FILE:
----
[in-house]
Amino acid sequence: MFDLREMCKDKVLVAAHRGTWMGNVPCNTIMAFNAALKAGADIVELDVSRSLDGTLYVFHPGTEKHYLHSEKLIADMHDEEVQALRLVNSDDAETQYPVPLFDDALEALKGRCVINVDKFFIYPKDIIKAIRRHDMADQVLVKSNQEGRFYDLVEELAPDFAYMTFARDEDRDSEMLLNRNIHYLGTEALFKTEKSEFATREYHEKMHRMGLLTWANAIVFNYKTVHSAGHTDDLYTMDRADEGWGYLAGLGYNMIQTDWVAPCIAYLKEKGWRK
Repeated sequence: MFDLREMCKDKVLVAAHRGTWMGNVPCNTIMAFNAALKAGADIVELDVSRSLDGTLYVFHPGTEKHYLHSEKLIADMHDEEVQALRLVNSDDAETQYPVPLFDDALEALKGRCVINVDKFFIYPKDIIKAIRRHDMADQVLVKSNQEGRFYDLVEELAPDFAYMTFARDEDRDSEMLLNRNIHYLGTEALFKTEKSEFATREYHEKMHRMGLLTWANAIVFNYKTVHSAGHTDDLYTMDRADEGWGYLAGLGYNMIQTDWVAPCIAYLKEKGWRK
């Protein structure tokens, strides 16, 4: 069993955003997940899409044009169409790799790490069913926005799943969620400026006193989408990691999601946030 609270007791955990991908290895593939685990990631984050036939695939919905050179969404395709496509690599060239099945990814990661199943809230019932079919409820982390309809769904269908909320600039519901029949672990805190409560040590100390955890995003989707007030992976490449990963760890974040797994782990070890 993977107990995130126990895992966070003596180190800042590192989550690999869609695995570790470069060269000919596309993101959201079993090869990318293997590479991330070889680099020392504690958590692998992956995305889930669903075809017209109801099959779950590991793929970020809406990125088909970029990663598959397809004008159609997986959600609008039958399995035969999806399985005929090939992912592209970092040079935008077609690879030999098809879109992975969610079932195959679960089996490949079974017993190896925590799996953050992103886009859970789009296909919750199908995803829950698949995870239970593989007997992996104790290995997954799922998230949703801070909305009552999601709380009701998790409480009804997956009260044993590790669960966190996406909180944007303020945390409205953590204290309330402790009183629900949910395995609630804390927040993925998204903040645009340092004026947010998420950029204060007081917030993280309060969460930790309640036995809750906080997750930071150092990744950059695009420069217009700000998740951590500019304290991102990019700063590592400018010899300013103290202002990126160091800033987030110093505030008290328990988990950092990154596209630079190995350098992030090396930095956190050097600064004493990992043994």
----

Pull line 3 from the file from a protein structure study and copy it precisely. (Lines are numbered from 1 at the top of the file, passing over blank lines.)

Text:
Repeated sequence: MFDLREMCKDKVLVAAHRGTWMGNVPCNTIMAFNAALKAGADIVELDVSRSLDGTLYVFHPGTEKHYLHSEKLIADMHDEEVQALRLVNSDDAETQYPVPLFDDALEALKGRCVINVDKFFIYPKDIIKAIRRHDMADQVLVKSNQEGRFYDLVEELAPDFAYMTFARDEDRDSEMLLNRNIHYLGTEALFKTEKSEFATREYHEKMHRMGLLTWANAIVFNYKTVHSAGHTDDLYTMDRADEGWGYLAGLGYNMIQTDWVAPCIAYLKEKGWRK